ABOUT THE BOOKMati pesters her grandmother and father for her own plot of land in the big field. When she does get it, she works hard. And then she hears that a company wants to make coal mine in their village — the enormous black pit that will eat up all their lands, like it has in the next village.
As always, Rinchin powers her questions through irresistible storytelling. The little girl’s anxiety about losing her land to “a monster machine” cuts close to the heart as it takes head-on an issue that is ravaging tribal Chhattisgarh, where this story is set, and every other place where there is “development” at a cost. The earthy tones of the illustrations take us straight into the fields, while strong lines etch out the determination of two feisty females — Mati and her Ajji — who will not give in.
- Tackles the complex issue of the exploitation of small farmers through the medium of a simple story about a little girl and her patch of land.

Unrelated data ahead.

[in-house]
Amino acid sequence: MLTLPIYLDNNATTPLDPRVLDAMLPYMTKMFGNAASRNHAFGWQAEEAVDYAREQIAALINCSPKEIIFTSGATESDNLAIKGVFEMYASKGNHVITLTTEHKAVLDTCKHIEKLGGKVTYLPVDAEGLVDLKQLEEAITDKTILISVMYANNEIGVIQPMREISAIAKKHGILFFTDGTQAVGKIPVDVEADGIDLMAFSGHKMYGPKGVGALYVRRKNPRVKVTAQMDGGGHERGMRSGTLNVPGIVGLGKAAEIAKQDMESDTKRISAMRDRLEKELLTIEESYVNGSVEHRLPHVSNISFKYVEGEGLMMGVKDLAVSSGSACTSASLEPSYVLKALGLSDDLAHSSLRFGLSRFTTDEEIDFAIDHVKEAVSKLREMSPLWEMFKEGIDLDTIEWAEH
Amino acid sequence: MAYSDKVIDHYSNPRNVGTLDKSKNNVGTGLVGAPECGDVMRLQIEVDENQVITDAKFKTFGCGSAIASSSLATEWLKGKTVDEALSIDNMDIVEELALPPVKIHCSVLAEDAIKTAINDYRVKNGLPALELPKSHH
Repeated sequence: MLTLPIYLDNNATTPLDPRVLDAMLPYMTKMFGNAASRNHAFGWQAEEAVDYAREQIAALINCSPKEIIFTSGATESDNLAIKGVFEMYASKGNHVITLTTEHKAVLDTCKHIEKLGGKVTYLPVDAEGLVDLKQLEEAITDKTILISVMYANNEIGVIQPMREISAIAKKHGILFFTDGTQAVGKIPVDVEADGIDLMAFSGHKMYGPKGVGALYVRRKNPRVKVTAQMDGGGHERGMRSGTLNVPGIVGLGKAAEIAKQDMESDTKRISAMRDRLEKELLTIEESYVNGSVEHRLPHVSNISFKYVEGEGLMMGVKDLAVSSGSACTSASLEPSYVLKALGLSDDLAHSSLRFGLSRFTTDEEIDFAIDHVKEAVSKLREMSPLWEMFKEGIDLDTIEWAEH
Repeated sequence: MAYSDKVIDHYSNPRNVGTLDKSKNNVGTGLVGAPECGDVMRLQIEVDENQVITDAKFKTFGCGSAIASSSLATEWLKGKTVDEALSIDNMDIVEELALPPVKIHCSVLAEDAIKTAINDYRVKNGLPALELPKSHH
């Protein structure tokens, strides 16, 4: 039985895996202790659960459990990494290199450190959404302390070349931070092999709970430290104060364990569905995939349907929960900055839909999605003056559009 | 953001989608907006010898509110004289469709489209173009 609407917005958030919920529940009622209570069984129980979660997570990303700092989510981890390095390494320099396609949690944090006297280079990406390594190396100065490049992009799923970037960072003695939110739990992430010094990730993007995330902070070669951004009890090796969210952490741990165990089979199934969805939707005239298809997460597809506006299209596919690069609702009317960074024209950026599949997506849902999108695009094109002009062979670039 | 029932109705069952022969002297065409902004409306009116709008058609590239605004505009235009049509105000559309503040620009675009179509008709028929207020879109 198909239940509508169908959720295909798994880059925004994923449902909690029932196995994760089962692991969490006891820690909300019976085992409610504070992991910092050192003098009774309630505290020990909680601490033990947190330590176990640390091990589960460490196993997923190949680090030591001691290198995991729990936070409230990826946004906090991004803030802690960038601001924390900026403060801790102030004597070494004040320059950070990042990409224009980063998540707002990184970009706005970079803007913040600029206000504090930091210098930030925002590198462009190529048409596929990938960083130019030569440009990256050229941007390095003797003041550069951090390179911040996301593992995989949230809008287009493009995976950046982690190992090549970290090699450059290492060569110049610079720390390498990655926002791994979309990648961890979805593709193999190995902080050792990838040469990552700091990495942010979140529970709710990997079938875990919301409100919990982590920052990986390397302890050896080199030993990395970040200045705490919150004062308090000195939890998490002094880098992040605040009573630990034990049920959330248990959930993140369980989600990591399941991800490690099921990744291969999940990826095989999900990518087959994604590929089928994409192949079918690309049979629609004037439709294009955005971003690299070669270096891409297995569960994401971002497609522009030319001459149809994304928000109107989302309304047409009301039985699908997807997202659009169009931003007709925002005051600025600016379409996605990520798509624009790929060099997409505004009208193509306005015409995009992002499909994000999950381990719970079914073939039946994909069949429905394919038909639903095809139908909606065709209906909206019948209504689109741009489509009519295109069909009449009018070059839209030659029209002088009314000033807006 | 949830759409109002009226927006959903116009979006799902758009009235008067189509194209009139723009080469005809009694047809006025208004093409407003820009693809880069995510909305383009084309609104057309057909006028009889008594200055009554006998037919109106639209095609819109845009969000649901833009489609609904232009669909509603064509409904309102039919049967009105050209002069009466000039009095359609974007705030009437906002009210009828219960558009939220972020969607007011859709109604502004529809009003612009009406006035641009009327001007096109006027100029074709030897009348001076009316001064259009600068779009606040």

- Touches upon issues of caste and gender as well, all without “lecturing”.
- Gently sheds light on a serious environmental and human rights subject, perfect to introduce young readers to larger concepts about their world.
- There are no simple answers provided, but the book ends on a note of hope and belief that the fight will go on.
- The use of the term “females” in the blurb to describe Mati and her grandmother could have been avoided in what is otherwise a powerful read.